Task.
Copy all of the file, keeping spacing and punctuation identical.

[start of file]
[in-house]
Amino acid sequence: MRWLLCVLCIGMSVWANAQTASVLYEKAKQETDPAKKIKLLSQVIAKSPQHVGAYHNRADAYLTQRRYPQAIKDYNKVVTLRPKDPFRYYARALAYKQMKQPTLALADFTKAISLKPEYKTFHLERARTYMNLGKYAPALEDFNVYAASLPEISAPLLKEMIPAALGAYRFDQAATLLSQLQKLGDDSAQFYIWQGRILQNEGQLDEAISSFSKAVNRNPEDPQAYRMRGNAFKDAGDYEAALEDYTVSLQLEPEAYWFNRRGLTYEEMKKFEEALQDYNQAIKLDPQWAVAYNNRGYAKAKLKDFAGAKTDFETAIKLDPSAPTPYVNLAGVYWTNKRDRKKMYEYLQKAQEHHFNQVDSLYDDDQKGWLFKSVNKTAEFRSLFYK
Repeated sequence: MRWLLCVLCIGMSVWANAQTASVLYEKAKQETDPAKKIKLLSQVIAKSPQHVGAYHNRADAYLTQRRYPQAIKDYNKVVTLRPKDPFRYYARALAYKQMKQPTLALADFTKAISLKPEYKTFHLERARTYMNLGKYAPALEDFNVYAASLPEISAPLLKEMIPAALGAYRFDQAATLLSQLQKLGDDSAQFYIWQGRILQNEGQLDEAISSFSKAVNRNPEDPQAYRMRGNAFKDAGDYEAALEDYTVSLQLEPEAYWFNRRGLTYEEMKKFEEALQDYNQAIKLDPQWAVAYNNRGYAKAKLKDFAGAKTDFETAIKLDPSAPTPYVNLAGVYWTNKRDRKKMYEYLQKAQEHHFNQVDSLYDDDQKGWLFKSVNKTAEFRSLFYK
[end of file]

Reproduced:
[in-house]
Amino acid sequence: MRWLLCVLCIGMSVWANAQTASVLYEKAKQETDPAKKIKLLSQVIAKSPQHVGAYHNRADAYLTQRRYPQAIKDYNKVVTLRPKDPFRYYARALAYKQMKQPTLALADFTKAISLKPEYKTFHLERARTYMNLGKYAPALEDFNVYAASLPEISAPLLKEMIPAALGAYRFDQAATLLSQLQKLGDDSAQFYIWQGRILQNEGQLDEAISSFSKAVNRNPEDPQAYRMRGNAFKDAGDYEAALEDYTVSLQLEPEAYWFNRRGLTYEEMKKFEEALQDYNQAIKLDPQWAVAYNNRGYAKAKLKDFAGAKTDFETAIKLDPSAPTPYVNLAGVYWTNKRDRKKMYEYLQKAQEHHFNQVDSLYDDDQKGWLFKSVNKTAEFRSLFYK
Repeated sequence: MRWLLCVLCIGMSVWANAQTASVLYEKAKQETDPAKKIKLLSQVIAKSPQHVGAYHNRADAYLTQRRYPQAIKDYNKVVTLRPKDPFRYYARALAYKQMKQPTLALADFTKAISLKPEYKTFHLERARTYMNLGKYAPALEDFNVYAASLPEISAPLLKEMIPAALGAYRFDQAATLLSQLQKLGDDSAQFYIWQGRILQNEGQLDEAISSFSKAVNRNPEDPQAYRMRGNAFKDAGDYEAALEDYTVSLQLEPEAYWFNRRGLTYEEMKKFEEALQDYNQAIKLDPQWAVAYNNRGYAKAKLKDFAGAKTDFETAIKLDPSAPTPYVNLAGVYWTNKRDRKKMYEYLQKAQEHHFNQVDSLYDDDQKGWLFKSVNKTAEFRSLFYK